(CN) – Correctional officers in South Carolina violated the religious rights of a Rastafarian inmate by forcibly shaving his head, the 4th Circuit ruled. However, the court rejected his claims that officers used excessive force to restrain him and kept him in deplorable prison conditions.
Kevin Smith, also known as “Bar-None Royal Blackness,” sued 26 employees of the South Carolina Department of Corrections, claiming the mandatory haircut violated the Religious Land Use and Institutionalized Persons Act and his constitutional rights.
The federal appeals court in Richmond, Va., vacated the lower court’s ruling for the correctional officers, saying the department failed to show that the forced shaved-head policy, implemented “for security reasons,” is the “least restrictive means to further a compelling governmental interest.”
The prison’s “forcible grooming” policy substantially burdened Smith’s religious exercise, the appeals court ruled.
Many Rastafarians associate dreadlocks with a spiritual journey and vow never to cut their hair. They cite biblical commandments, such as in Leviticus 21:5: “They shall not make baldness upon their head, neither shall they not shave off the corner of their beard nor make any cuttings in their flesh,” and a passage in Numbers stating that “no razors may be used on his head … he must let the hair on his head grow long.”
“The policy requiring Smith to cut his hair – and implementing that policy with physical force – compelled him to modify his behavior in violation of his genuinely held religious beliefs,” Judge Michael wrote.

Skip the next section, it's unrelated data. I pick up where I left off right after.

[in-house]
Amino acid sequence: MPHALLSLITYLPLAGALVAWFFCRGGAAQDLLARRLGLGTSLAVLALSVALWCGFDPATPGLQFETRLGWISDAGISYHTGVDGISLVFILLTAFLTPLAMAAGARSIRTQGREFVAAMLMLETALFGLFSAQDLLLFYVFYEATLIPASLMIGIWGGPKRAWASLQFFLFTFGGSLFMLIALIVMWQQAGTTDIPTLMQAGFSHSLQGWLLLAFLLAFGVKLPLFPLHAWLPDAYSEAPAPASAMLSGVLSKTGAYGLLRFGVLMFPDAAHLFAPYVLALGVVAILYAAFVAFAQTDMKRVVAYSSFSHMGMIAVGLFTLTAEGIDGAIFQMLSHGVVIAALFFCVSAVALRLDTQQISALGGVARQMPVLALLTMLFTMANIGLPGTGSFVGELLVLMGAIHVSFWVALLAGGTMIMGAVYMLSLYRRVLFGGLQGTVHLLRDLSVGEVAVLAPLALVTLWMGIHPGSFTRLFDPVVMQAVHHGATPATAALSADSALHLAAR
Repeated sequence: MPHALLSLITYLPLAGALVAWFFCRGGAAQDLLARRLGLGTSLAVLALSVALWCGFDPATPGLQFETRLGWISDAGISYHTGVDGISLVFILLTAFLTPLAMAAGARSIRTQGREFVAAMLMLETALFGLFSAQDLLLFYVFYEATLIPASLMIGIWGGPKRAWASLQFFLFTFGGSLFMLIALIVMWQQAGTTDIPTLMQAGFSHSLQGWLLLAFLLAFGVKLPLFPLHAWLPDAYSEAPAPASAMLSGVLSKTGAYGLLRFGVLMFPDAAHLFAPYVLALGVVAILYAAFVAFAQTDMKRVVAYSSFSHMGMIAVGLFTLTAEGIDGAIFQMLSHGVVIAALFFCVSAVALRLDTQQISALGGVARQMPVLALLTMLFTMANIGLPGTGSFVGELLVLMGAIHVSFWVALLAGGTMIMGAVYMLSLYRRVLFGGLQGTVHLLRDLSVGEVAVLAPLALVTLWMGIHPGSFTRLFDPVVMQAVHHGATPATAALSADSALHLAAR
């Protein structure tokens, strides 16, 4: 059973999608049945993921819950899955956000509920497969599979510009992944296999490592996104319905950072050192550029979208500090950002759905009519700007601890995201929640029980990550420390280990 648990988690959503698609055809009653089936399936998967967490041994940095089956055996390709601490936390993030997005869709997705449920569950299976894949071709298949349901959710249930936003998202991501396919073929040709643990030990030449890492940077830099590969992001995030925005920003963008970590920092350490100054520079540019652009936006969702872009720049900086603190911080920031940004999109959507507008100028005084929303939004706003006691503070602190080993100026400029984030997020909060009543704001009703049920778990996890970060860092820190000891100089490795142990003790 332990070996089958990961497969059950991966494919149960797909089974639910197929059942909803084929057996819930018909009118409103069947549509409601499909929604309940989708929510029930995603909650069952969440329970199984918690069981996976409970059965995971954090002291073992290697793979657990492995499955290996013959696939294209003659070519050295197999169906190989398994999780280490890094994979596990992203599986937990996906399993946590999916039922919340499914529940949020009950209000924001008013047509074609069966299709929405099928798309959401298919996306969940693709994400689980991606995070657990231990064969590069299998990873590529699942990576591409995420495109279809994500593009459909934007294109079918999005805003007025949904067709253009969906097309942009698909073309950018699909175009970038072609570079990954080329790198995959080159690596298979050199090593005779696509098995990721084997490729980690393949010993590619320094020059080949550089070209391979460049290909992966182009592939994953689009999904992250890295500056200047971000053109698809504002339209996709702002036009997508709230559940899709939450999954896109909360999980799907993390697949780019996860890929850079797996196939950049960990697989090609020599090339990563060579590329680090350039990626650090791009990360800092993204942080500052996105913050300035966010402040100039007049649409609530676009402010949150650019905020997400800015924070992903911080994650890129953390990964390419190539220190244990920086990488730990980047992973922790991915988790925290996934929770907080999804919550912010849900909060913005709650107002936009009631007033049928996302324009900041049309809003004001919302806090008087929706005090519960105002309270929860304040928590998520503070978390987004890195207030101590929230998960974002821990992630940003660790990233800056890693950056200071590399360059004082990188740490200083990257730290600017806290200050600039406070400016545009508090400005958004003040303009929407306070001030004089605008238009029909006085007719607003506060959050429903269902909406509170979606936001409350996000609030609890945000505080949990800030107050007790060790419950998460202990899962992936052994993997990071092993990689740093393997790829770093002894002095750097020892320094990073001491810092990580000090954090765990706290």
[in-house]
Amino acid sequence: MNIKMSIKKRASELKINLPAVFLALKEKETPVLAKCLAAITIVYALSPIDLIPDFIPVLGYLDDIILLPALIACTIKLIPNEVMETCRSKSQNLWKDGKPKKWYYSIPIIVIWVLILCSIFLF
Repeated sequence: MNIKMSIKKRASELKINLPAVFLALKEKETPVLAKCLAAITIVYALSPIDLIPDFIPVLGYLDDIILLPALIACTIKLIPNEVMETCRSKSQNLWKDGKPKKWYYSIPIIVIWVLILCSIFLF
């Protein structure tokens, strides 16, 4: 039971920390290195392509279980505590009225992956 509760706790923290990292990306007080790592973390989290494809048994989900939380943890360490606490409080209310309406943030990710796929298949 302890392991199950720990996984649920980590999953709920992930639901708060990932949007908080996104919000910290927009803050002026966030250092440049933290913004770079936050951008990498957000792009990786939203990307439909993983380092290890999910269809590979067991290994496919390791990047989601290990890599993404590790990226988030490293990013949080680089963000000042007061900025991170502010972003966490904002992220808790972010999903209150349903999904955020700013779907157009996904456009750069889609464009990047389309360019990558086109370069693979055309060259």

Smith said officers used more force than necessary to shear his locks on two occasions. In 2002, five officers entered his cell, shackled his arms and legs, and moved him to another room for the haircuit. The next year, officers allegedly approached him in the exercise yard and doused him with pepper spray, claiming they didn’t think his handcuffs would adequately restrain him.
After viewing prison videos, the court determined that the officers hadn’t used excessive force in restraining Smith, and the videos supported their claim that Smith resisted being placed in restraints by spreading soap and water on the floor, throwing feces and wielding a shank. The 4th Circuit affirmed summary judgment against Smith on his constitutional claims.
But prison officials failed to dodge Smith’s claims under the Religious Land Use and Institutionalized Persons Act. To show how its forced grooming policy benefitted the state, the prison had relied on an affidavit showing how the policy could be a cost-cutting measure for inmates in lower-security cells.
However, the affidavit said nothing about maximum-security inmates or the grooming policy’s impact on religious beliefs, the 4th Circuit noted. Even security concerns, such as long hair being used to hide contraband, were not explored among higher-security inmates, Judge Michael said. As a result, the court concluded, the affidavit can’t be used to support the claim that the policy served a compelling governmental interest.
It vacated summary judgment for the defendants on that ground and remanded.
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